In October 2009, however, Princeton terminated plaintiff. St. Mauro testified at her deposition that she had made the decision to terminate plaintiff, not based on plaintiff's performance or skills, but rather because of budgetary cutbacks and fewer available projects. Nevertheless, plaintiff testified at his own depositions that St. Mauro expressed to him on numerous occasions that she was hoping older people would retire so she could hire younger people and referred to another employee she wanted to leave as "one of those old guys."[2]

In September 2009, plaintiff filed his complaint against Princeton, St. Mauro, and Burstein (collectively "defendants"). He alleged breach of contract (Count One), breach of covenant of good faith and fair dealing (Count Two), negligent misrepresentation (Count Three), promissory estoppel and detrimental reliance (Count Four), age discrimination (Count Five), defamation/slander (Count Six), tortious interference with plaintiff's economic gain (Count Seven), retaliation (Count Eight), and intentional infliction of emotional distress (Count Nine).

As further evidence of age discrimination, plaintiff produced a spreadsheet showing that from July 1, 2002 through September 1, 2011, there were seventy-nine term appointments or extensions and, of those, three were terminated due to "end of term." Those three employees were aged sixty-four, sixty-one, and sixty. Plaintiff alleged that since his termination, within Princeton's Department of Design and Construction, there have been zero terminations due to "end of term"; twenty-one term extensions; one promotion to project manager; one "new hire" as "term" employment to project manager; and two changes to "regular" status in lieu of extension. Plaintiff claims that out of twenty-one similarly situated employees, only the oldest two, one of which was plaintiff, were not renewed or placed elsewhere.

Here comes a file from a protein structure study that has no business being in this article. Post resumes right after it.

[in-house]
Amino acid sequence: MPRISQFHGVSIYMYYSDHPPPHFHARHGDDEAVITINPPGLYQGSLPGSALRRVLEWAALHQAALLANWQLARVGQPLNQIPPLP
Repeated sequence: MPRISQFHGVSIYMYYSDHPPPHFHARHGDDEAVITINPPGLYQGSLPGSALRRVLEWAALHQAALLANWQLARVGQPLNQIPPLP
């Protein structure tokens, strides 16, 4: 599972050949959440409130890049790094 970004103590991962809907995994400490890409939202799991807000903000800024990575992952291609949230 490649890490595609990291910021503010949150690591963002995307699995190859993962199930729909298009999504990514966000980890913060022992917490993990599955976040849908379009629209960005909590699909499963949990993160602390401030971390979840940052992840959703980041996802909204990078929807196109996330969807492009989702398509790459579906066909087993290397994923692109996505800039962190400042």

Plaintiff alleged that in January 2011, Princeton hired a fifty-five-year-old field manager to replace him. And, he asserts that in February 2011, Princeton gave a salary increase to a thirty-eight-year-old, who Princeton promoted to project manager, a position plaintiff alleges he was qualified to perform. Plaintiff maintains that a construction or field manager and a project manager are both "Grade A positions" with similar salaries.

In December 2009, a Law Division judge (the first judge) granted defendants' Rule 4:6-2(e) motion and dismissed Counts One, Two, Seven, Eight and Nine of plaintiff's complaint. In August 2012, a different Law Division judge (the second judge) granted summary judgment and dismissed the remaining counts of the complaint without issuing findings of fact or conclusions of law. This appeal followed.

On appeal, plaintiff argues that the first judge erred by applying the wrong standard on defendants' Rule 4:6-2(e) motion. He also contends that, at a minimum, we should remand for the second judge to provide findings of fact and ...